Britain's Catholic leadership took the unprecedented step yesterday of issuing a joint public apology for the child abuse scandal, describing it as a "profound scandal" that has brought "deep shame to the whole Church".
In a statement which will be sent out to all parishes in England and Wales this weekend, the Archbishop of Westminster Vincent Nichols called on the Church to collectively pray for forgiveness from those who were abused by clerics.
"We express our heartfelt apology and deep sorrow to those who have suffered abuse, those who have felt ignored, disbelieved or betrayed," he said. "We ask their pardon, and the pardon of God for these terrible deeds done in our midst. There can be no excuses."
The Archbishop of Westminster, the leader of Catholics in England and Wales, admitted that there had often been an "inadequate response by some church leaders" to the "terrible crimes". But he assured Catholics that adequate safeguards had now been put in place to ensure that paedophile priests are rooted out and punished by both church and secular authorities.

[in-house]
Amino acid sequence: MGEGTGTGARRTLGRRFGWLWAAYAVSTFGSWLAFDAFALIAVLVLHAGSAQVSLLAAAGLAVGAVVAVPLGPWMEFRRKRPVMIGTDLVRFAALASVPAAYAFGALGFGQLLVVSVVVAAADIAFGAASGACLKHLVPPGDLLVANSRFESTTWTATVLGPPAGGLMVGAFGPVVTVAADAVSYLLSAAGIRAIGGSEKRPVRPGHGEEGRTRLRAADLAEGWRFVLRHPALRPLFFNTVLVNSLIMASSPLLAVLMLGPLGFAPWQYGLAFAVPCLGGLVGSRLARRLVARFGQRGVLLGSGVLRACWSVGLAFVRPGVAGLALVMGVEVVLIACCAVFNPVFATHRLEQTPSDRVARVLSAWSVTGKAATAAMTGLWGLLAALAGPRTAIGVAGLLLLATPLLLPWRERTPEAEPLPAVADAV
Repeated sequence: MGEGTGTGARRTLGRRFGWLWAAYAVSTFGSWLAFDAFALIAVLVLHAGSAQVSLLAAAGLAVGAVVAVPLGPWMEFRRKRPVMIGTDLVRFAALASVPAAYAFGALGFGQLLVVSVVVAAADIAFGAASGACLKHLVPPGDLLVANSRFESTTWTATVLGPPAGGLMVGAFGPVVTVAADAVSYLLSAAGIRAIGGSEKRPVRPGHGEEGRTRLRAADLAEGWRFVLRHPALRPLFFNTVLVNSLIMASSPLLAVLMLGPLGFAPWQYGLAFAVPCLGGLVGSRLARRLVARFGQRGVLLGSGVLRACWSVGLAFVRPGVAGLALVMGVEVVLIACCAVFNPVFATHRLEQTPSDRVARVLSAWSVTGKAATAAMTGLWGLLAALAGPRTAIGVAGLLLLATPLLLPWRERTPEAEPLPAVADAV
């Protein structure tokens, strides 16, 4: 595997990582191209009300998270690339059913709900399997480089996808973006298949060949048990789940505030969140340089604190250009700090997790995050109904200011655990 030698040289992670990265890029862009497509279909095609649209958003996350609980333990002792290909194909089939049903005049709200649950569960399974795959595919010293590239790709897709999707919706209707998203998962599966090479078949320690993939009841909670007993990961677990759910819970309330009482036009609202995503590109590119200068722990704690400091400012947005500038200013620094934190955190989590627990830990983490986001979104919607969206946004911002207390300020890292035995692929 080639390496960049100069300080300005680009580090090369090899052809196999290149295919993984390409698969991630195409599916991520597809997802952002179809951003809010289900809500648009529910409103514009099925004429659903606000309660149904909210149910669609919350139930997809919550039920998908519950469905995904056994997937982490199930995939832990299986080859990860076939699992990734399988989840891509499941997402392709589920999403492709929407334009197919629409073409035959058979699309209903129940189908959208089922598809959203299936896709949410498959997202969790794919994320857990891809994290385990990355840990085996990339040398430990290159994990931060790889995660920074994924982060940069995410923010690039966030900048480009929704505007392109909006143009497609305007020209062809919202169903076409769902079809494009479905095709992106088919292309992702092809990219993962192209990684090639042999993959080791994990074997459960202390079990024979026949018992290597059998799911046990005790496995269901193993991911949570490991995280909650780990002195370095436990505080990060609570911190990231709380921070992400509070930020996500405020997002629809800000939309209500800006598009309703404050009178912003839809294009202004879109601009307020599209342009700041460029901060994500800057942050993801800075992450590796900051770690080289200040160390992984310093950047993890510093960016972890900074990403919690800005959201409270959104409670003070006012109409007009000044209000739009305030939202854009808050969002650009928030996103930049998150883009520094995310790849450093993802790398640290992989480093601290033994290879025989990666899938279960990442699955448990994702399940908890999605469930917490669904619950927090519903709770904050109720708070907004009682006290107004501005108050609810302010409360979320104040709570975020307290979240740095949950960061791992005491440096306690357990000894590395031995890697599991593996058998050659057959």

"We are committed to continuing the work of safeguarding, and are determined to maintain openness and transparency," he said.
The emergence of new and historical abuse scandals in mainland Europe and Latin America have thrown the Catholic Church into one of its worst crises. The furore surrounding the Church's role in covering up abuse has threatened to undermine the Pope's visit to Britain this summer. Yesterday's statement is an attempt by the Catholic Bishops Conference of England and Wales to try to smooth over some of the criticism ahead of the Pope's arrival.
Archbishop Nichols is widely perceived in the Vatican as being the man who led Britain's crusade against paedophile priests in the early 2000s, cleaning up the Church's image and implementing strict safeguards for children. It is a model that has since been copied by other churches hit by similar scandals.Reuse content